It is past midnight server time, and there are thirty minutes to go local time, and I thought the best use of my time would be to talk about what I did in 2017, and what I didn't do in 2017. And inversely, what I want to do in 2018 and what I don't want to have done in 2018. The other day, I was explaining the future perfect tense to a student. When we use the future perfect, we in effect put ourselves in the viewpoint of our future self, looking backwards. And when we do that in the negative, we are almost comparing a negative course of action with our current self. We talked about the New Year, talking about 2018 as if it was a race between the selves we wanted and our negative wishes: when we reached the end of 2018, which would win? Advanced grammar can't be taught without some philosophy and soul searching.
Living in Chile, there are certain things you are told you "have to do". See Torre del Paine. See San Pedro de Atacama. Maybe go to Rapa Nui (Easter Island). Or go further afield, and visit Maccu Picchu, or Iguazu Falls. There is a lot to see in South America. It is, in many people's thoughts, a romantic continent. There is a lot of FOMO to be here and to not get to see the great, life changing spiritual adventures that people talk about. I did see a lot of new places in 2017, mostly in my own way (I walked across Santiago in both directions, through some of the less scenic and tourist-friendly neighborhoods). I am still waiting for the spark of romance to take ahold.
But for me, mostly what I did this year was work. I worked pretty much any shift offered to me, day or evening. The way my job works, hours can sometimes be inconvenient. If I wake up at 7 AM for a 90 minute class, at 8 AM, I get paid for 90 minutes of work, but it means I go to bed early the night before, and have taken that day off my schedule for other things. There were weeks I worked 12 hours, and by Friday, I was exhausted. But I still worked. I took anything offered to me, and was a bean counter for hours and for money. I worried about wearing button-up shirts and having a neat haircut for my more corporate clients. I made lesson plans around the curriculum and did all my paperwork on time, even when I was tired. I managed to move into a new apartment in a foreign city and live alone, the logistics of which were daunting and expensive. I got up one morning at 5 AM so I could stand in line for four hours at Immigration. I paid my bills on time. I lived independently, at least in that I looked at my responsibilities and never said "I will wait for someone else to do this". I knew that these were things I had to do.
For some people, this might not seem laudable. A year of conformity and trying my hardest to adopt to corporate culture? While in a foreign country? Shouldn't I be listening to folk singers in wine shops and learning how the oommon people live? Getting in touch with the spirit of adventure? My answer to that is twofold: first, for any traveler, the first pull might be to learn how differently people live around the world. The second revelation is how much people have in common around the world. The adventurous life here is what tourists see. The daily grind: riding the subway, going to meeting, standing in lines for the supermarket, is more true than the romantic image that tourists crave. And for me personally, I had lived my 20s and 30s always having a dodge. I spent several years in Montana with almost no responsibilities, waiting for the world to hand me a perfect opportunity, thinking of reasons why I couldn't work. So I decided to change that, to just take responsibilities and see what happened. And it worked well. In other words, I would qualify 2017 as the year of my Reverse Midlife Crisis. Tired of being too cool for normal activities and looking for the next whimsical escapade, I lived a life of worry and accounting. My time here in 2016, the first eight months, were the typical tourist mindset, the normal "one and done" of an American looking to have a foreign adventure. When I decided to really accept that I was living here, then things were different.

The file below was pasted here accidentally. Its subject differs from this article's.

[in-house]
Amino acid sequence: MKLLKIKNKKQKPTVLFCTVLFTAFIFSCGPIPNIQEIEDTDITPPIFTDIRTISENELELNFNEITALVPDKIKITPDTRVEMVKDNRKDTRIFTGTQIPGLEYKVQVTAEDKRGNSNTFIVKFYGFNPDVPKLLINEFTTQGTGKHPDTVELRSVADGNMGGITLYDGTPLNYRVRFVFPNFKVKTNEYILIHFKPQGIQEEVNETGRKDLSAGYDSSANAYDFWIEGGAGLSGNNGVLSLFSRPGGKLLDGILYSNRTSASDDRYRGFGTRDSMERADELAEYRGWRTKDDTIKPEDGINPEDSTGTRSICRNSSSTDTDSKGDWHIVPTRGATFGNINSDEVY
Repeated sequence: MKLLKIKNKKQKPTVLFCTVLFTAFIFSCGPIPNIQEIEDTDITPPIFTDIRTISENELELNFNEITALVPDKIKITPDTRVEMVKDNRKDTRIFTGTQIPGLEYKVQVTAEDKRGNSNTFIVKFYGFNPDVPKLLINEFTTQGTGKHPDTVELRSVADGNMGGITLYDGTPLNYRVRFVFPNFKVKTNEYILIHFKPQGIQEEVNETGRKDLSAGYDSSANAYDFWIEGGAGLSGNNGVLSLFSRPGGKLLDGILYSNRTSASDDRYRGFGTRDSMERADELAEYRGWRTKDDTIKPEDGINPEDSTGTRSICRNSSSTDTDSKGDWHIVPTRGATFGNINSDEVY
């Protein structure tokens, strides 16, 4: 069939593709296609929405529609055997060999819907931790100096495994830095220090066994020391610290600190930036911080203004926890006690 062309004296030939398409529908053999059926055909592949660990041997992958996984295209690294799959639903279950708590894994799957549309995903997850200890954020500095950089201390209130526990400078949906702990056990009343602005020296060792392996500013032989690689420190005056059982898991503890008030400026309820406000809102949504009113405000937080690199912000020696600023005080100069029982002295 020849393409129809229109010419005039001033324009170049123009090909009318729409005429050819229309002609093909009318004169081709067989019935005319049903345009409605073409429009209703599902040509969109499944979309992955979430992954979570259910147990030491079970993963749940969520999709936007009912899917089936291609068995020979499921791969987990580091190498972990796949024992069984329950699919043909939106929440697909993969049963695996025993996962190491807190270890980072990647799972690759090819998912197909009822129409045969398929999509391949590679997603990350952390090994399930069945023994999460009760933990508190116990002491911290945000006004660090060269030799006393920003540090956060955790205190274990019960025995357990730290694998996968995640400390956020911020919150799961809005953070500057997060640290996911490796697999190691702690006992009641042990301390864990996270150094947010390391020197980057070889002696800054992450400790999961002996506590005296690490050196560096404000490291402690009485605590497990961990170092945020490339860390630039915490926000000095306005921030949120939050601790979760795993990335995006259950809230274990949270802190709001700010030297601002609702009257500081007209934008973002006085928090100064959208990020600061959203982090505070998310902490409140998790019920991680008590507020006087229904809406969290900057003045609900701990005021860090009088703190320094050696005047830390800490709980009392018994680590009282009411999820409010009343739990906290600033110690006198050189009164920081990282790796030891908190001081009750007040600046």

That being said, and knowing that was important for me, I do not think I want to do the same thing for another year. I like teaching, but the schedule is too unpredictable. I can go through the motions, but I feel that if I keep on the same course, neither I nor my students will benefit. I honestly have no idea right now whether I will stay in Chile, stay teaching, get a different type of job teaching, or whether some entirely new opportunity will occur to me. I know that I am proud of the last year, but I know it won't be fulfilling to do the same thing again. But I have been so tired out by the past year, so used to only thinking in terms of getting through the week, that I don't know exactly what I want to do. Perhaps during summer vacation, that romance that people have talked about will reenter my life, and my course ahead will be more clear.
Two minutes until midnight, local time. There is still time to wonder, and to realize I don't have to rush.